This Week in History:
Mar. 9, 1841 (177 years ago), the U.S. Supreme Court rules that African captives who siezed control of the Amistad had been illegally forced into slavery and were therefore free under American law. Several CT churches were instrumental in aiding the Amistad survivors during the trial.
Reflection:by The Rev. Lindsey Peterson
Rev. Lindsey Peterson lives in Northampton, MA and is the co-organizer of a live storytelling event called Queer Faith.
Scripture: John 3:19-21 (NRSV)And this is the judgement, that the light has come into the world, and people loved darkness rather than light because their deeds were evil. For all who do evil hate the light and do not come to the light, so that their deeds may not be exposed. But those who do what is true come to the light, so that it may be clearly seen that their deeds have been done in God.’
Reflection:Darkness and evil have been so long twinned in the cultural imagination formed by Christianity, that we who are inside Christianity begin not to hear or see it and all of us are impoverished by its narrowness.
I do think we are capable of holding a metaphorical understandings of darkness and light; that they can be useful ways of talking about those evil/good pushes and pulls in and about us. I think, however, more so that we are in a time in long need of deep re-imaginings and that unlinking the twinning of darkness as evil and of light as whiteness and truth is needed. We need new imaginations of new ways of being, individually and collectively. Shifting our language landscape, immersing ourselves in other languages, is one way to shift our imaginations. Even just a couple words changed make a difference.
As we enter the third week of Lent, now long in the wilderness, I want to simply offer alternative words as ways in to reimagining the New Being in God that John’s gospel aims to show us and draw us toward.
This section of scripture is a continuation of Jesus’ response to Nicomedus’ resonant question, “How can anyone be born after having grown old?” Nicodemus’ question is one of the depth questions we are asking in these times and which we need to let come up to the surface in us. It is a question that takes seriously and passionately the desire for another way of being. How can we, individually and collectively, be born anew, after having so much history, so much life lived and worn out in us; after having built up so many habits of attention and non-seeing and been formed in a such a deeply racist imagination?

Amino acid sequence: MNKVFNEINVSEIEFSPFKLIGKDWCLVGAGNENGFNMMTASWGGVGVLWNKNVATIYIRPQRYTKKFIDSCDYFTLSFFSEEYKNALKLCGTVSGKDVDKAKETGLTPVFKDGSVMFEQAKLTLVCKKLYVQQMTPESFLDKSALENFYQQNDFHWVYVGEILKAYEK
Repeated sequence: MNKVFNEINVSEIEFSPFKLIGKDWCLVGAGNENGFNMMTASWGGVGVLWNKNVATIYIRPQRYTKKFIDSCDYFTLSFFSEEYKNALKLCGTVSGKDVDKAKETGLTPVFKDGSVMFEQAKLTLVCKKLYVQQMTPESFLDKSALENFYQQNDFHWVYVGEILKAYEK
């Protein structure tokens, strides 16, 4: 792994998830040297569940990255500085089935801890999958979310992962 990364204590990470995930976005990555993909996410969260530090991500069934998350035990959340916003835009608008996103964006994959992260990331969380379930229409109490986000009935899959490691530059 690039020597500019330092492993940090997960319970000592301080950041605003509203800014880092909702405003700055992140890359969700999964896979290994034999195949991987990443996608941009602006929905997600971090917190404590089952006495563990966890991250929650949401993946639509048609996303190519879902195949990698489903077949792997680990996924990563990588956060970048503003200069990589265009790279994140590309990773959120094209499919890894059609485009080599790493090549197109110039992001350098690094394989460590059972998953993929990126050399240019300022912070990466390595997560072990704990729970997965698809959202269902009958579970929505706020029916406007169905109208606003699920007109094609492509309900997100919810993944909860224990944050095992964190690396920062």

A lenten exercise of imagination: substitute other words for the words “light” and “darkness” in the scripture. For example, life and death, connection and isolation, aliveness and routinization, despair and hope. What others? What opens? Do you feel the call into God differently?
None of these pairings are perfect, each convey an unreal polarization. But I think they can contribute to our capacity to imagine new ways of being. The gospel calls to new life, again and again. It is the love that will not us go, even though we’d most days be perfectly fine to just settle into all the known quantities. It wants us to imagine a New Being, new beings. The chaos of Lent, the wilderness, times such as these, are landscapes abundant in the possibility of new imaginations of a new being.
Prayer:God who loves with an everlasting love, may we dare imagine you and us in you and us as humans being together differently. May our imagination expand us and give us more fully to you and one another.
Prayer Requests:We ask churches and church leaders to join us in the following prayers either by sharing them during worship, printing them in bulletins, or sharing them in some other way. To make a prayer request, please contact Drew Page at email@example.com
Prayers of Intercession:
- for the millions of DACA immigrants whose protections end today, leaving them with uncertain futures.
- for the family of Tiffany Vail, Associate Conference Minister of Communications for the CT, MA, and RI Conferences. Tiffany's father died Sunday, March 4.
Prayers of Joy and Thanksgiving:
- for the season of Lent as we prepare to celebrate Jesus' Resurrection.
Please Remember These Connecticut Conference Churches
In Your Prayers:
Groton Congregational Church UCC
The First Congregational Church of Guilford, Inc.
First Congregational Church of Haddam, UCC
Haddam Neck Congregational Church
Hadlyme Congregational Church UCC
Lindsey Peterson is a General Synod delegate and is the Designated Term Pastor at the South Congregational Church in Springfield, MA.